On-Demand: Foundations for the Future | Strategic Roadmap for Real Estate Families
- Oct 7, 2020
- Lisa Knee
Strategic planning is part art and part science, and a well-facilitated process can ensure that your plan is both a reflection of who you are and the potential of what your business can be in the future. Our speakers will discuss ways you can create a plan that can help you to both survive in a tough market and take full advantage of the better times to come.
Lise Stewart:Hello and welcome to the Foundations for the Future Real Estate Family webcast series. We are really pleased that you all could join us. And I have to say, I'm delighted to be here with my colleagues. We've got some important things to talk about today because recent events have been very challenging for many of our real estate clients. And we've seen so many business owners that are just struggling to figure out what is this new normal? And what's it going to look like? How is it going to impact their businesses, both in the short-term and in the long term? Today, we want to focus on how planning can help us to address some of those concerns.
Lise Stewart:But first, let's just get a little bit of context. Lisa Knee, I am so pleased that you're here with us today. I think this is going to be a great conversation. Why don't you take just a minute or two to really introduce yourself and tell people what you do? And then can you maybe explain to us some of the questions or concerns that you're hearing from some of your real estate clients?
Lisa Knee:Sure. Thank you. So happy to be here with you and Matt as well. My name is Lisa Knee, I'm the co-chair of our real estate services practice, and I'm also the national practice leader for our real estate private equity fund services group. We represent owners, operators, developers, real estate private equity funds, really with all aspect of their consulting needs. And so, Lise, I think you hit it perfectly. Right now, we're in a world where there's uncertainty, unpredictability, and certainly in an industry where we look at trends and we really haven't been able to look at trends for what's going on in the world today. And so all those key indicators where we look to plan are no longer helpful. And so we're in a situation where people are really trying to understand how do we move forward and what is our new strategic roadmap for the future?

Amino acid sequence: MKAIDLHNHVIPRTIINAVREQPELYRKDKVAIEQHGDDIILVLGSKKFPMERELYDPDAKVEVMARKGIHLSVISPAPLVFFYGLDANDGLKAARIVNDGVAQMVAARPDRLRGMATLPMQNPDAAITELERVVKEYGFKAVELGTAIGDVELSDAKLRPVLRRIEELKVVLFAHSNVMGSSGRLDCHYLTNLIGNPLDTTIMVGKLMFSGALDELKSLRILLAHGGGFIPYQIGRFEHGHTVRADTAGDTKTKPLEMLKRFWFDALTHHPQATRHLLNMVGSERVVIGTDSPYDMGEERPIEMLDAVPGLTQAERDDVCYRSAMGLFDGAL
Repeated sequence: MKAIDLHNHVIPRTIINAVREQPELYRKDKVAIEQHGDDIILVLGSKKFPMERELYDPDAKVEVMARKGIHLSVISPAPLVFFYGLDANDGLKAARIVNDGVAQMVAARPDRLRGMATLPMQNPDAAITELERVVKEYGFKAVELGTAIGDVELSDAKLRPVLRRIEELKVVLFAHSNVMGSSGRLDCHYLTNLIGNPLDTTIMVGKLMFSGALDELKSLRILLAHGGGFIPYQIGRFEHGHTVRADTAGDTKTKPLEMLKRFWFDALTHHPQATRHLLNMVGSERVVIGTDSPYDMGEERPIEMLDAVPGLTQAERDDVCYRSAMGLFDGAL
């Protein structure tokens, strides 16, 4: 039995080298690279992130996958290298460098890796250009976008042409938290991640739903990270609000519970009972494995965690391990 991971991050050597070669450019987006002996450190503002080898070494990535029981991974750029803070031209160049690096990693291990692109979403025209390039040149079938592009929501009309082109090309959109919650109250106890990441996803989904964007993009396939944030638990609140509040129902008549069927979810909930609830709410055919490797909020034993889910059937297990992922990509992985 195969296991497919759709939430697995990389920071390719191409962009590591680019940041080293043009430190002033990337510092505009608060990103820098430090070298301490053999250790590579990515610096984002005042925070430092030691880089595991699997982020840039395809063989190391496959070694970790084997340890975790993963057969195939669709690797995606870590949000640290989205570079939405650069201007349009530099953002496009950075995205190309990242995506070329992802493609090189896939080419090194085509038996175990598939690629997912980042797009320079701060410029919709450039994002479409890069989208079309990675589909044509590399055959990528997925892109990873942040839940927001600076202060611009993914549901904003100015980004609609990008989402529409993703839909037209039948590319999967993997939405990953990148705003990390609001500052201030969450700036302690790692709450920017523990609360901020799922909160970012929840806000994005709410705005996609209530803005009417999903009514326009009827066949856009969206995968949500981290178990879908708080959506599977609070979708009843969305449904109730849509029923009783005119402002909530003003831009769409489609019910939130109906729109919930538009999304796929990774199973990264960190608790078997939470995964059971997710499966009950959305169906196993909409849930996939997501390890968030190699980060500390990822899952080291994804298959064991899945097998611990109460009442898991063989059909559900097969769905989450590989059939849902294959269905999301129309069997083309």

So the conversations that we've been having with clients are getting their back office in order so that they can look to the front of the office to make sure that they're making timely decisions, they can communicate with investors, and a lot of these investors are family members who may or may not be in the business. Tenants and vendors, all this communication and concerns is certainly first and forefront for what conversations we're having with our clients, prospects, and even just people out there in the marketplace. And more importantly, transparency, right? So transparency for all function and roles, as we're going to talk about, is really important so that we can sit there and understand what needs to be done, who's doing what, in any condition or market, whatever's happening out there in the world.
So all these conversations we're having, making sure that we're impactful, that we're setting forward the right roadmap for whatever the future may be, whether it's facilitating a growth environment or a preservation of assets environment. Those are the things that we're really trying to identify, prioritize, implement, put the governance in there, and then be able to redefine and reevaluate at the snap of a dime.
Lise Stewart:Right, right. You're absolutely on the right track there. There's just so many moving parts to really undertaking the strategic planning process. And we know that it's really important. And so, well, Matt, I'm going to turn to you now. I'm really happy that you're here. So why don't you take a minute to introduce yourself? And then maybe you can talk to us a little bit about some of the real barriers to planning. Why do people find it so difficult? And what are some of the first steps you undertake?